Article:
It is hard though. I saw a sat-nav for blind people, and almost none of them could use it, as there were just too many menus required. In the end, the company went back to the drawing board and came up with something massively simpler. It tells you where you are, so you know when to get off public transport - but only has a few programmed places - which you have to program in when you're actually there. Some of this stuff requires a superb memory of how the system works, and what the menu items are, so only the more techie blind people can really get to grips with it.

Personally I expected Android to become the kit of choice. Even if Google didn't do it, by being totally customisable, one of the existing suppliers could produce various flavours of accessible launchers. Maybe that's already happened?

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Anonymous Coward

Re: What's the state of Android Accessibility?

"With this news as well, at least Apple seem to be taking the issue at least semi-seriously."

Stop kidding yourself! These feature sets have been already been implemented superbly by real companies who do innovate!

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Re: What's the state of Android Accessibility?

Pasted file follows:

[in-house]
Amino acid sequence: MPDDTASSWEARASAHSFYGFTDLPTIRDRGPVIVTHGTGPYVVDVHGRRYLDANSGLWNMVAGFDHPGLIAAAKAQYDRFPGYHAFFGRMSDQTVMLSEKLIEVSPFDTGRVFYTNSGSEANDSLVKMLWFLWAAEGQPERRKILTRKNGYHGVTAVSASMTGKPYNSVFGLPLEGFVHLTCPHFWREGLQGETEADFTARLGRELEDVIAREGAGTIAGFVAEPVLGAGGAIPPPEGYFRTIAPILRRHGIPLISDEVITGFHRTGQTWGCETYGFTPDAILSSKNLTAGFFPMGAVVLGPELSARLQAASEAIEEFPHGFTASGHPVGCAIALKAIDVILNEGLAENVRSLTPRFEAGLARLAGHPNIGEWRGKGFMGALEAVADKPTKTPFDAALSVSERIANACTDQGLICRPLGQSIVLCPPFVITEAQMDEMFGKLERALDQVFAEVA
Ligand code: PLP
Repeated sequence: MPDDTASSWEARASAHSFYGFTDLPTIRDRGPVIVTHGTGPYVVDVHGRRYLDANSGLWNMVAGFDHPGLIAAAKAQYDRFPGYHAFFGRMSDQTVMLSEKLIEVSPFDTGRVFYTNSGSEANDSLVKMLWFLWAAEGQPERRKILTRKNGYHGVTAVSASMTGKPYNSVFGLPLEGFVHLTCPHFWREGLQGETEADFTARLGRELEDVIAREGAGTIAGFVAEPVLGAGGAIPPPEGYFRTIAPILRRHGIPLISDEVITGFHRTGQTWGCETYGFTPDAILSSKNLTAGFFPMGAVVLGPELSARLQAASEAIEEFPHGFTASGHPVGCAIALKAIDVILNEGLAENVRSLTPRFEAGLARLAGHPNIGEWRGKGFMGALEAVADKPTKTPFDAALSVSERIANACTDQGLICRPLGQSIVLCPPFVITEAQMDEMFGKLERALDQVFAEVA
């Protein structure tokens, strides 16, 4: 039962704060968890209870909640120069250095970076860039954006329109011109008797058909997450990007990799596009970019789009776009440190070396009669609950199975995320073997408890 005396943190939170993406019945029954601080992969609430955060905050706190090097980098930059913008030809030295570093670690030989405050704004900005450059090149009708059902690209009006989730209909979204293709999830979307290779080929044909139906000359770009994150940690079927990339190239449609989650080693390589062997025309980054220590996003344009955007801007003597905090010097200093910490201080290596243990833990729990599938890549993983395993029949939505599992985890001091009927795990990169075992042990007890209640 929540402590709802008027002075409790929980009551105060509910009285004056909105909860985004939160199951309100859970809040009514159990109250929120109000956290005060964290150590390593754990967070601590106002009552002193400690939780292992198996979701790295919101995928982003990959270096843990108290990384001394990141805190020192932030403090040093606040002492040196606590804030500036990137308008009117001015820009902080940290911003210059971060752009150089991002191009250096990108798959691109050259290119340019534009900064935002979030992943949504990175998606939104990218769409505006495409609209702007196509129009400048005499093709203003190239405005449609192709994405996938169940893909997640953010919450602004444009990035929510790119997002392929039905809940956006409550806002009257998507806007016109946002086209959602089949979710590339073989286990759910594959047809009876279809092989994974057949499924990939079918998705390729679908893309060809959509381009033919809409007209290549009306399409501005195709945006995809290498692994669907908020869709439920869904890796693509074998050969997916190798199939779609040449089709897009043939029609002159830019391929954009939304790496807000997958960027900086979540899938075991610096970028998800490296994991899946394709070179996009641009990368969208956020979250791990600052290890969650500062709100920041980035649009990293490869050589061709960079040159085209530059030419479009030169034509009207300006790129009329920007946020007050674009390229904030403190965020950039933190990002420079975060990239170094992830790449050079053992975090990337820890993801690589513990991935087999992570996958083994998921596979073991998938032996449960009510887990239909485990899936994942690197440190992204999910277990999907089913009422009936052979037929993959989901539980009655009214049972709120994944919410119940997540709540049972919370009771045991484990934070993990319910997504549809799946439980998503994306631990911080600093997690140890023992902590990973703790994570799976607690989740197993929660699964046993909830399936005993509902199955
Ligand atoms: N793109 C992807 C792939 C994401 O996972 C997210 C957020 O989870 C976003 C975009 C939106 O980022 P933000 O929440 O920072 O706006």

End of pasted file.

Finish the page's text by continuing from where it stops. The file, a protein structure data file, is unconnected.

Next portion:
These feature sets have been already been implemented superbly by real companies who do innovate!

Obviously!,

Have Google? Which was my question.

I've been to industry exhibitions on this stuff (as research for starting a company selling it), and there are plenty of computers accessible to people with disabilities. But the only thing I've seen in phones are big buttons and very simple talking ones. No-one has done the kind of modifications to a smartphone that you can get on PCs - at least that I'm aware of. I wouldn't be surprised if this is no longer true, my knowledge is out of date. Android certainly has the potential, as it's so easy to customise. If I was going to sell an accessible smartphone, I'd sell a modified 'Droid of some sort.